MADISON, Wis. - Police strongly suggested Friday that a college student's tale of being kidnapped at knifepoint was a hoax, saying she researched places to hide and bought rope and duct tape to make it look like an abduction.
"We do not believe there is a suspect at large, period," Assistant Police Chief Noble Wray said.
Surveillance video showed University of Wisconsin sophomore Audrey Seiler, 20, walking out of her apartment early Saturday wearing only sweats. She was found Wednesday in a marsh about two miles away - cold and dehydrated but otherwise unharmed.
Wray said police had videotape showing Seiler buying duct tape, rope and cold medicine, all items she had claimed her abductor used to restrain her. She also used her computer to search Web sites for information about Madison parks and the extended weather forecast, Wray said.
Wray said the check of her computer also indicated someone had used it during the four days Seiler was missing, and at least two witnesses said they had seen her walking freely in the city during that time.
Seiler had also reported an unexplained attack in early February, telling police that someone struck her from behind and knocked her unconscious. Seiler said she was then moved about a block from where she was attacked, authorities said.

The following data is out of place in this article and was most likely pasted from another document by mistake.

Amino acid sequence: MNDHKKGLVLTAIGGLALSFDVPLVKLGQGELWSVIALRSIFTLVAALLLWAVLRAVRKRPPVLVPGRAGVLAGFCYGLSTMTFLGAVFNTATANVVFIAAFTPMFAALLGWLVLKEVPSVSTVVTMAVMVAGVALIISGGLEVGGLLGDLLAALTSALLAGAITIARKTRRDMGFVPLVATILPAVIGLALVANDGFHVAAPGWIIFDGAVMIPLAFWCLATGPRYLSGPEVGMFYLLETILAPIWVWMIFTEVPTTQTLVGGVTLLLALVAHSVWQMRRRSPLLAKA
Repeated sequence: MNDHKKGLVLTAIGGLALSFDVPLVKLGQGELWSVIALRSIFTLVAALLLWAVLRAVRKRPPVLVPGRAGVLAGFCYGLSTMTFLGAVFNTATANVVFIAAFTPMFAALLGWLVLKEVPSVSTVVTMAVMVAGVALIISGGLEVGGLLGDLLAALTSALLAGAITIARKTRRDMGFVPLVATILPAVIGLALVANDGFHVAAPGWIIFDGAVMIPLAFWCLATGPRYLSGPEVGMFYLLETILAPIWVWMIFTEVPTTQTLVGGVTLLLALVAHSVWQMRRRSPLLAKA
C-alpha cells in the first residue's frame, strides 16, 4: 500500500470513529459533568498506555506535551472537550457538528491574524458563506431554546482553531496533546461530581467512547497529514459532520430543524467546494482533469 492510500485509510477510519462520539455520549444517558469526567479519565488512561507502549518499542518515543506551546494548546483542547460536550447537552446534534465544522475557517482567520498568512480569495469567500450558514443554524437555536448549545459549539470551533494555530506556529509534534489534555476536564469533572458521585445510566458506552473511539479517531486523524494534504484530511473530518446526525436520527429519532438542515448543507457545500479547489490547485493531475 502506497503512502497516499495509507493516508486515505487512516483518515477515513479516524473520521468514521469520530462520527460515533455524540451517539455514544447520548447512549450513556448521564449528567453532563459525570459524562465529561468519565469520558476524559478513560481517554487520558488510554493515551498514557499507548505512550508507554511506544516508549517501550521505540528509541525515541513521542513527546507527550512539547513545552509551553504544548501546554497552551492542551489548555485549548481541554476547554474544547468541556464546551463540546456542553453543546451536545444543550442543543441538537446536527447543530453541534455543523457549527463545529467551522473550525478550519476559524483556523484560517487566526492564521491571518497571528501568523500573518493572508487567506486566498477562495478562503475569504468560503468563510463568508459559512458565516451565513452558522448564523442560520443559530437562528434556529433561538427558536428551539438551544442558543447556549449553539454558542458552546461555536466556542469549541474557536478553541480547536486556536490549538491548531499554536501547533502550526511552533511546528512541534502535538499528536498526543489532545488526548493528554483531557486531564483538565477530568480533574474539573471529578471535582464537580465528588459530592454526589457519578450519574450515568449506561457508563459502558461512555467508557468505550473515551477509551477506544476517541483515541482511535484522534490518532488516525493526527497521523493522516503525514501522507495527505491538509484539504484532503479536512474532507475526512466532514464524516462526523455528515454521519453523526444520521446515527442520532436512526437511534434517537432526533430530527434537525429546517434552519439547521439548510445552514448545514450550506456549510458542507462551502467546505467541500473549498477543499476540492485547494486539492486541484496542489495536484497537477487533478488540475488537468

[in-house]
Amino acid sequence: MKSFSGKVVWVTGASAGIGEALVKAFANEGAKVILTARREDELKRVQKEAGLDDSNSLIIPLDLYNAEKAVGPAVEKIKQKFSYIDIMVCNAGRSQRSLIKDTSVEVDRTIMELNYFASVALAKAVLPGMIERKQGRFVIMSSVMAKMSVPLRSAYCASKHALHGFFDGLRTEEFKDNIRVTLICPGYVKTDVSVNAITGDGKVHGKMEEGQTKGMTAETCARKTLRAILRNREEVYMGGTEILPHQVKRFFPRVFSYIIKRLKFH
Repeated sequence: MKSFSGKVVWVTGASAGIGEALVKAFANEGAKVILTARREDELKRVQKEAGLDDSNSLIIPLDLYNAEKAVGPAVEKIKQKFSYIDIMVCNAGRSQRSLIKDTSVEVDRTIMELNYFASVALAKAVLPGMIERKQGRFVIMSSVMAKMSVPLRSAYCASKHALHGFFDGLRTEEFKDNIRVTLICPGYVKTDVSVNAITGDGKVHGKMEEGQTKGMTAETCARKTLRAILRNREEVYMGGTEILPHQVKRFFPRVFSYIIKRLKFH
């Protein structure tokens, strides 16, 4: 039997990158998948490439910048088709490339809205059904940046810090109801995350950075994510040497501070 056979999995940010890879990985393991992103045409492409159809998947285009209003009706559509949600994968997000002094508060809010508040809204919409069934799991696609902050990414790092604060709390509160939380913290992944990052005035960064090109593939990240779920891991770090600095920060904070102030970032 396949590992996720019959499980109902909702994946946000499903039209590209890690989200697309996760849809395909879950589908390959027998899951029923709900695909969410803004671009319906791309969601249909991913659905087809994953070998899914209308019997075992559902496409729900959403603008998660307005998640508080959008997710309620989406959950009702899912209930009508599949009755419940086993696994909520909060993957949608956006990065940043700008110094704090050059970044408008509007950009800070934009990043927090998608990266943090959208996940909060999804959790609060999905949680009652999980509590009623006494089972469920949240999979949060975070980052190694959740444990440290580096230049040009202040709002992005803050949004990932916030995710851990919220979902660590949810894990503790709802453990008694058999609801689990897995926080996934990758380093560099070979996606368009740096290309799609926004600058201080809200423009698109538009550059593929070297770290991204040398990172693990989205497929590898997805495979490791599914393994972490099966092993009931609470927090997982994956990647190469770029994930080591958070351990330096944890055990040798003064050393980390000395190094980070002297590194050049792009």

Wray disclosed Friday that Seiler had changed her story about the supposed abduction. She said she was abducted by a knife-wielding man - but from somewhere else in the city, not from her apartment.
"Audrey stated that she just wanted to quote, unquote, be alone," Wray said.
Wray declined to speculate on Seiler's motivation or her mental state, and he said it was too soon to say whether she could face charges. Authorities are trying to construct a timeline of her movements, he said.
Seiler has been in seclusion with her parents since her release from a hospital Wednesday. A phone call to a listing for them in their hometown of Rockford, Minn., was not immediately returned.
Wray had acknowledged to reporters Thursday that "there may be inconsistencies" in the case. But he said then that the hunt was still on for a suspected abductor, and police issued a composite sketch based on Seiler's account.
On Friday, he said police were obligated to pursue the case fully despite their doubts. "We do not have the luxury of being able to speculate (and) draw conclusions before an investigation is completed," he said.
Ryan Fisher, Seiler's boyfriend, had not noticed any signs that Seiler was unhappy or having problems, his brother David said.
"He didn't see this coming. But he says he loves her and wants to be there for her," David Fisher said.